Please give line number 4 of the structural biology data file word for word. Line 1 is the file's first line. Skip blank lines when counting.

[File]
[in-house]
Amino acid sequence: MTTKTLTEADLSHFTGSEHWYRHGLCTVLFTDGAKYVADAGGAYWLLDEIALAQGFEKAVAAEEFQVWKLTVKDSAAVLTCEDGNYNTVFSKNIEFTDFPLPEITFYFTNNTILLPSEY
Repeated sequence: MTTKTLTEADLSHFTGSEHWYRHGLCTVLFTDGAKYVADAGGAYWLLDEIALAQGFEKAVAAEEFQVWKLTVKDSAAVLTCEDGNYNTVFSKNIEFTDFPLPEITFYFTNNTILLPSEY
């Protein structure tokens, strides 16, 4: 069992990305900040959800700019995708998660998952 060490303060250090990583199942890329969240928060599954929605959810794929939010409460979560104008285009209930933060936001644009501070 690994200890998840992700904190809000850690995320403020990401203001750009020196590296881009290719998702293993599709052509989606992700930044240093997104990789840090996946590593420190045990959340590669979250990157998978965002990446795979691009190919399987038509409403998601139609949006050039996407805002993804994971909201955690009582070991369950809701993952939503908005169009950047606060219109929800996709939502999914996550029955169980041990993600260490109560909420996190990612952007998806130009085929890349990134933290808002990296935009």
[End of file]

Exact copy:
């Protein structure tokens, strides 16, 4: 069992990305900040959800700019995708998660998952 060490303060250090990583199942890329969240928060599954929605959810794929939010409460979560104008285009209930933060936001644009501070 690994200890998840992700904190809000850690995320403020990401203001750009020196590296881009290719998702293993599709052509989606992700930044240093997104990789840090996946590593420190045990959340590669979250990157998978965002990446795979691009190919399987038509409403998601139609949006050039996407805002993804994971909201955690009582070991369950809701993952939503908005169009950047606060219109929800996709939502999914996550029955169980041990993600260490109560909420996190990612952007998806130009085929890349990134933290808002990296935009």